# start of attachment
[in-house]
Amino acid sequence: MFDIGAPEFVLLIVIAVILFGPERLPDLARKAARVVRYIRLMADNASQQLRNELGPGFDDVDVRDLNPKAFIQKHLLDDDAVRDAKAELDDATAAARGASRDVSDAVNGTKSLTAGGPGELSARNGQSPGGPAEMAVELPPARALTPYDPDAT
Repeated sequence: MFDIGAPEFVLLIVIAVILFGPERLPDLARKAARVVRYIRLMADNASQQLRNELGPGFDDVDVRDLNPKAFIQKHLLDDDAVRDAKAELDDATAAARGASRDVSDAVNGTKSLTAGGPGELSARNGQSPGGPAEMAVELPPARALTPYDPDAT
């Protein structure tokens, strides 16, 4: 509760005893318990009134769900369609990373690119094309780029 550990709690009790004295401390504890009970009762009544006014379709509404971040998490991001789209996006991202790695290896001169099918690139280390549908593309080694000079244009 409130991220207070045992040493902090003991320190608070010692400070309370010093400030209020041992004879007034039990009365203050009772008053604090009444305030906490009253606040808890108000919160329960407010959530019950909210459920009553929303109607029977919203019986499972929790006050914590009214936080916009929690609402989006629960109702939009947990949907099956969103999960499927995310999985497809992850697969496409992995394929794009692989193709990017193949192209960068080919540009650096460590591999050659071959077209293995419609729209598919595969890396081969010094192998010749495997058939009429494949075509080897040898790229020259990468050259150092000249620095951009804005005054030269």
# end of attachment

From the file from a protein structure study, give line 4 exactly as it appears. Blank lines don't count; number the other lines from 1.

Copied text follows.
């Protein structure tokens, strides 16, 4: 509760005893318990009134769900369609990373690119094309780029 550990709690009790004295401390504890009970009762009544006014379709509404971040998490991001789209996006991202790695290896001169099918690139280390549908593309080694000079244009 409130991220207070045992040493902090003991320190608070010692400070309370010093400030209020041992004879007034039990009365203050009772008053604090009444305030906490009253606040808890108000919160329960407010959530019950909210459920009553929303109607029977919203019986499972929790006050914590009214936080916009929690609402989006629960109702939009947990949907099956969103999960499927995310999985497809992850697969496409992995394929794009692989193709990017193949192209960068080919540009650096460590591999050659071959077209293995419609729209598919595969890396081969010094192998010749495997058939009429494949075509080897040898790229020259990468050259150092000249620095951009804005005054030269």